Ethiopia Table of Contents
The constitution, which took effect on February 22, 1987, made several explicit references to the history, missions, and organization of the armed forces. The preamble took note of Ethiopia's "great victory at Adwa over [Italy's] modern colonialist army" and recalled that "the army, being an integral part of the people . . . [laid] . . . the foundations of the new people's system by eliminating the monarchy and taking various revolutionary steps." Chapter 4 of the constitution was devoted to defense issues. It called for the government, through its defense force, to defend and safeguard the revolution, and it reminded the people that these duties were their responsibilities. Accordingly, the constitution stated that the government would implement national service, and in a later chapter it stipulated that "national military service is the right and obligation of every Ethiopian. Its implementation shall be decided on by law."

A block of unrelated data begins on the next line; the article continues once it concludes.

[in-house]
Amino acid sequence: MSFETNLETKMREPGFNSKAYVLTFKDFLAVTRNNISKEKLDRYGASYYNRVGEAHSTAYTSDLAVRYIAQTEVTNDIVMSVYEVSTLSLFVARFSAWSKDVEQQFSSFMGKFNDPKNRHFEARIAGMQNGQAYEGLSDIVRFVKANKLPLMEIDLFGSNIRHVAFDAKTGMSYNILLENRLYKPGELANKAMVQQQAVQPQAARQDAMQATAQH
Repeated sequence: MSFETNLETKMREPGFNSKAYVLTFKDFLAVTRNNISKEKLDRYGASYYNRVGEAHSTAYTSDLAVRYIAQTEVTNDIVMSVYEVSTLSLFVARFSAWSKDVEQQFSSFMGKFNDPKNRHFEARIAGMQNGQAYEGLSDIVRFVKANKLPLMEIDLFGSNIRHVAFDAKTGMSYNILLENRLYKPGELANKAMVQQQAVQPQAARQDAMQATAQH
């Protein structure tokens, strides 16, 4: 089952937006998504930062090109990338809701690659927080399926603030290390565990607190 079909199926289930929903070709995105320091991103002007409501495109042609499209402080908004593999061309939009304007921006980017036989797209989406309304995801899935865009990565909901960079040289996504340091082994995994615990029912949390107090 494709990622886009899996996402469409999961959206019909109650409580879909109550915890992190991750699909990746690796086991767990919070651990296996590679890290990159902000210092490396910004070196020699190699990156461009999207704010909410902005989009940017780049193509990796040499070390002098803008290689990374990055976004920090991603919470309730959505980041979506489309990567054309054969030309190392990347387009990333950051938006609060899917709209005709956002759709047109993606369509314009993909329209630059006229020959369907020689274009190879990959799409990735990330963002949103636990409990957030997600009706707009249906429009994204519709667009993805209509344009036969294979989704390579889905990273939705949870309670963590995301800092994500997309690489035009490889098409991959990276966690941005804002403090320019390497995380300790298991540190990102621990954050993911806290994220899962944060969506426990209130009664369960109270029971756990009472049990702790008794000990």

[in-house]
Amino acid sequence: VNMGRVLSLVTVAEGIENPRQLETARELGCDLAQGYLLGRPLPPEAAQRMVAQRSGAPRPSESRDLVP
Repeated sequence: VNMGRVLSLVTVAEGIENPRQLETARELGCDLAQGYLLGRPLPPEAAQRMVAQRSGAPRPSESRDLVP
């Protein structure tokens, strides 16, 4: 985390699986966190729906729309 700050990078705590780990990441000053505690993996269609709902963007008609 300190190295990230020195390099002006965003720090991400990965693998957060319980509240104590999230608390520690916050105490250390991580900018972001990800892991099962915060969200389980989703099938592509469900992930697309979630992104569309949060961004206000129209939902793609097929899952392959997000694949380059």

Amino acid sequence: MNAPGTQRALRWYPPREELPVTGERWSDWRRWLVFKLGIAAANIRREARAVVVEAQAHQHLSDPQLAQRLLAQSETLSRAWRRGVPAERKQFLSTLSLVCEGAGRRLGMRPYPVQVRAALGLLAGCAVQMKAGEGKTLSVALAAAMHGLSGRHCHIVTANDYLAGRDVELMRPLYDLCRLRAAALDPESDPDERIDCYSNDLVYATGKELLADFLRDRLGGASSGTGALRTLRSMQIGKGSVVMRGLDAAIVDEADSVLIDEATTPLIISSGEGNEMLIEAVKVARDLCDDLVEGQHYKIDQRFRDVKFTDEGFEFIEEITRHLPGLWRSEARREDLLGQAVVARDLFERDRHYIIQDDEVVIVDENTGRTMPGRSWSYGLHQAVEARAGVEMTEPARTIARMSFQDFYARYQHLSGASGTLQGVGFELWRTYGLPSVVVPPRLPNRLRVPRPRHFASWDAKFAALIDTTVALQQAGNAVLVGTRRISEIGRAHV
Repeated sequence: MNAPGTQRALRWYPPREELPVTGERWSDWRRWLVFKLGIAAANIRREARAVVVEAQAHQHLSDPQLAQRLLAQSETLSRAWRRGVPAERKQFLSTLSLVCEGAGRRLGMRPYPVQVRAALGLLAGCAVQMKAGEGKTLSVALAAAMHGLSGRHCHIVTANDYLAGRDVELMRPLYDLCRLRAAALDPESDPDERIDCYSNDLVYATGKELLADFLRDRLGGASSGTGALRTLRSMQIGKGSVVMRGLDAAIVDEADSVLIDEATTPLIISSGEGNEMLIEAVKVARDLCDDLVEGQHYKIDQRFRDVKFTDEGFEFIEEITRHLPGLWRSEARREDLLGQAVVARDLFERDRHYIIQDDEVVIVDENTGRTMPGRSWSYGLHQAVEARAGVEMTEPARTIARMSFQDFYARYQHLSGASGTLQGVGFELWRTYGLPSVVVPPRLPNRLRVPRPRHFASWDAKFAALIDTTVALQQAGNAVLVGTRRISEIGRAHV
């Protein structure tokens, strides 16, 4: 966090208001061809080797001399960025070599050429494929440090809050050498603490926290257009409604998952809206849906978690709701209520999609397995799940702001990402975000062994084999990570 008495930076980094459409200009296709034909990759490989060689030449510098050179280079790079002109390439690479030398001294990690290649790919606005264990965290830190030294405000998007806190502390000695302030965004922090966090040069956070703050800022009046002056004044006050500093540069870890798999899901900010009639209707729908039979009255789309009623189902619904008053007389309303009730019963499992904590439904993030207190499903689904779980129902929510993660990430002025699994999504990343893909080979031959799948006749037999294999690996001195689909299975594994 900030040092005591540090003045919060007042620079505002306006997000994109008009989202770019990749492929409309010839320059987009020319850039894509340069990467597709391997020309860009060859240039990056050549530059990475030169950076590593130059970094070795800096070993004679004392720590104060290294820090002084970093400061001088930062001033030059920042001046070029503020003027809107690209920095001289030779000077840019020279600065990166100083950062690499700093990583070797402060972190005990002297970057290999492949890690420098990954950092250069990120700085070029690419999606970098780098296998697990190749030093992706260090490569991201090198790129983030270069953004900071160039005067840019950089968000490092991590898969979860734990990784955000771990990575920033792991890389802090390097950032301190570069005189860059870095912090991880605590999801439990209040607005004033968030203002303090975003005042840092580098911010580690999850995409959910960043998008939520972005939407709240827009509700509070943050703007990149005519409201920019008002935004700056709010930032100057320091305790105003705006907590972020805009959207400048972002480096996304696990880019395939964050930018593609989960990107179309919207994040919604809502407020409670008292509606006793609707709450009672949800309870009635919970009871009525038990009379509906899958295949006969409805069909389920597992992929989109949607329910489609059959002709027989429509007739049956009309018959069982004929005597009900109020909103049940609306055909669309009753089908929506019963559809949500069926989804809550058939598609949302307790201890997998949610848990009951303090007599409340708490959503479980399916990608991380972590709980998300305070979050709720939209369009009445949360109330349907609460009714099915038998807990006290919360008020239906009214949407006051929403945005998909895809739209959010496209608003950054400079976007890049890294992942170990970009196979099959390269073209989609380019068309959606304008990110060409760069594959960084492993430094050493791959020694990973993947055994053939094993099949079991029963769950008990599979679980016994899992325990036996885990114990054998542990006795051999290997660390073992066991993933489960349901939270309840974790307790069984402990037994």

In terms of civilian control of the armed forces, the constitution stated that the highest body in the government, the National Shengo (National Assembly), was responsible for determining defense and security policy and for declaring states of war and peace. Subordinate to this body was the Council of State, charged with implementing decisions of the National Shengo. The president of the Council of State was also the president of Ethiopia and commander in chief of the armed forces. The Council of State was empowered to establish a national-level Defense Council (whose duties and responsibilities were not, however, spelled out). The president chaired the Defense Council and appointed its members. He also was entitled to "appoint senior state, civil, and military ranks."
Data as of 1991